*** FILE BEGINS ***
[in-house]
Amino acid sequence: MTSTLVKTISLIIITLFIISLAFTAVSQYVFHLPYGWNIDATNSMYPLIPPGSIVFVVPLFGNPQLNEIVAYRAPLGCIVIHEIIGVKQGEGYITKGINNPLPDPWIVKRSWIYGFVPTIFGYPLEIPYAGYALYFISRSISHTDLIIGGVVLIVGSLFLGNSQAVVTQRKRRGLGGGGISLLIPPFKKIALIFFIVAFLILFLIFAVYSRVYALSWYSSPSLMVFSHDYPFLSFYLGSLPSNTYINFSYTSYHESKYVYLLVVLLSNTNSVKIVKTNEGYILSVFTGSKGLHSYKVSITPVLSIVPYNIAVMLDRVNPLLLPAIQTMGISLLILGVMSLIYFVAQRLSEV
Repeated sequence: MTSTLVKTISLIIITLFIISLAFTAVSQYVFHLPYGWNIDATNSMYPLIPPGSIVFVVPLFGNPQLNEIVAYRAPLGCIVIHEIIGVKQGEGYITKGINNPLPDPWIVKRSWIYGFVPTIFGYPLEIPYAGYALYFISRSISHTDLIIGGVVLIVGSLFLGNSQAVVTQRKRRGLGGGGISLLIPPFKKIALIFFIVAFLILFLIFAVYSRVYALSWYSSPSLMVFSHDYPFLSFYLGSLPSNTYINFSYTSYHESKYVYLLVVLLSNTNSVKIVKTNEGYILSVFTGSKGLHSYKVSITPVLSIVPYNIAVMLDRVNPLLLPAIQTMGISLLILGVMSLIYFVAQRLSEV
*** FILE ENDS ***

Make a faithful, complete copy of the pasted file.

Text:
[in-house]
Amino acid sequence: MTSTLVKTISLIIITLFIISLAFTAVSQYVFHLPYGWNIDATNSMYPLIPPGSIVFVVPLFGNPQLNEIVAYRAPLGCIVIHEIIGVKQGEGYITKGINNPLPDPWIVKRSWIYGFVPTIFGYPLEIPYAGYALYFISRSISHTDLIIGGVVLIVGSLFLGNSQAVVTQRKRRGLGGGGISLLIPPFKKIALIFFIVAFLILFLIFAVYSRVYALSWYSSPSLMVFSHDYPFLSFYLGSLPSNTYINFSYTSYHESKYVYLLVVLLSNTNSVKIVKTNEGYILSVFTGSKGLHSYKVSITPVLSIVPYNIAVMLDRVNPLLLPAIQTMGISLLILGVMSLIYFVAQRLSEV
Repeated sequence: MTSTLVKTISLIIITLFIISLAFTAVSQYVFHLPYGWNIDATNSMYPLIPPGSIVFVVPLFGNPQLNEIVAYRAPLGCIVIHEIIGVKQGEGYITKGINNPLPDPWIVKRSWIYGFVPTIFGYPLEIPYAGYALYFISRSISHTDLIIGGVVLIVGSLFLGNSQAVVTQRKRRGLGGGGISLLIPPFKKIALIFFIVAFLILFLIFAVYSRVYALSWYSSPSLMVFSHDYPFLSFYLGSLPSNTYINFSYTSYHESKYVYLLVVLLSNTNSVKIVKTNEGYILSVFTGSKGLHSYKVSITPVLSIVPYNIAVMLDRVNPLLLPAIQTMGISLLILGVMSLIYFVAQRLSEV